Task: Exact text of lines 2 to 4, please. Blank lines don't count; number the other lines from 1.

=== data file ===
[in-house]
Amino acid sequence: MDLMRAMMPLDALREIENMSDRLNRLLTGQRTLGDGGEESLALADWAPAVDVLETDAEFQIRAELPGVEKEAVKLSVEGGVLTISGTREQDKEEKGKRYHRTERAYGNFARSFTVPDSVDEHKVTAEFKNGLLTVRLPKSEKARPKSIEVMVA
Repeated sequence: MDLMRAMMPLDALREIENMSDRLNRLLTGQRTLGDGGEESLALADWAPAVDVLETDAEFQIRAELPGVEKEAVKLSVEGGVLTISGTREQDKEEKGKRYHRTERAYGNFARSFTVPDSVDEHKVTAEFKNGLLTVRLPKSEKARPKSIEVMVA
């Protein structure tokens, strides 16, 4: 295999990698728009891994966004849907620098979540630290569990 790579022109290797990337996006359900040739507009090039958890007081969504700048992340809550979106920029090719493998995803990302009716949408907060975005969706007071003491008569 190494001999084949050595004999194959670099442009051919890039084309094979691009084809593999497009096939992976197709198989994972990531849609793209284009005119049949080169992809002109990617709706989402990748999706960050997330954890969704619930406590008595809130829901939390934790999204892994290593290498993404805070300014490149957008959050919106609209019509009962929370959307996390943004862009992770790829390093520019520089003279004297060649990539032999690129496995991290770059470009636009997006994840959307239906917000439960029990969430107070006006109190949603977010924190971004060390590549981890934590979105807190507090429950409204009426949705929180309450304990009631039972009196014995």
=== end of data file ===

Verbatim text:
Amino acid sequence: MDLMRAMMPLDALREIENMSDRLNRLLTGQRTLGDGGEESLALADWAPAVDVLETDAEFQIRAELPGVEKEAVKLSVEGGVLTISGTREQDKEEKGKRYHRTERAYGNFARSFTVPDSVDEHKVTAEFKNGLLTVRLPKSEKARPKSIEVMVA
Repeated sequence: MDLMRAMMPLDALREIENMSDRLNRLLTGQRTLGDGGEESLALADWAPAVDVLETDAEFQIRAELPGVEKEAVKLSVEGGVLTISGTREQDKEEKGKRYHRTERAYGNFARSFTVPDSVDEHKVTAEFKNGLLTVRLPKSEKARPKSIEVMVA
């Protein structure tokens, strides 16, 4: 295999990698728009891994966004849907620098979540630290569990 790579022109290797990337996006359900040739507009090039958890007081969504700048992340809550979106920029090719493998995803990302009716949408907060975005969706007071003491008569 190494001999084949050595004999194959670099442009051919890039084309094979691009084809593999497009096939992976197709198989994972990531849609793209284009005119049949080169992809002109990617709706989402990748999706960050997330954890969704619930406590008595809130829901939390934790999204892994290593290498993404805070300014490149957008959050919106609209019509009962929370959307996390943004862009992770790829390093520019520089003279004297060649990539032999690129496995991290770059470009636009997006994840959307239906917000439960029990969430107070006006109190949603977010924190971004060390590549981890934590979105807190507090429950409204009426949705929180309450304990009631039972009196014995």